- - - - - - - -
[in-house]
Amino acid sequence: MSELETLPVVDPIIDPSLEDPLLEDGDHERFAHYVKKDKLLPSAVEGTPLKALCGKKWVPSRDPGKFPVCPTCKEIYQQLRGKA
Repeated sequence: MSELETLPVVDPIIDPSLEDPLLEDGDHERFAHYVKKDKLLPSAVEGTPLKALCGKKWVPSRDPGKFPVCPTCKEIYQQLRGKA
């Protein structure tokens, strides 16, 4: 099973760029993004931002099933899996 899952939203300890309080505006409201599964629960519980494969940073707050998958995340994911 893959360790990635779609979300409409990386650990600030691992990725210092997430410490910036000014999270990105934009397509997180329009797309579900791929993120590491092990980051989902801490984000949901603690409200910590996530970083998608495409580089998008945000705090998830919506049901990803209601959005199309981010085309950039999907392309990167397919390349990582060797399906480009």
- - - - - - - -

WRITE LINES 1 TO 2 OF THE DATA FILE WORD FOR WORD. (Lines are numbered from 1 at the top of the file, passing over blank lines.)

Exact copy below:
[in-house]
Amino acid sequence: MSELETLPVVDPIIDPSLEDPLLEDGDHERFAHYVKKDKLLPSAVEGTPLKALCGKKWVPSRDPGKFPVCPTCKEIYQQLRGKA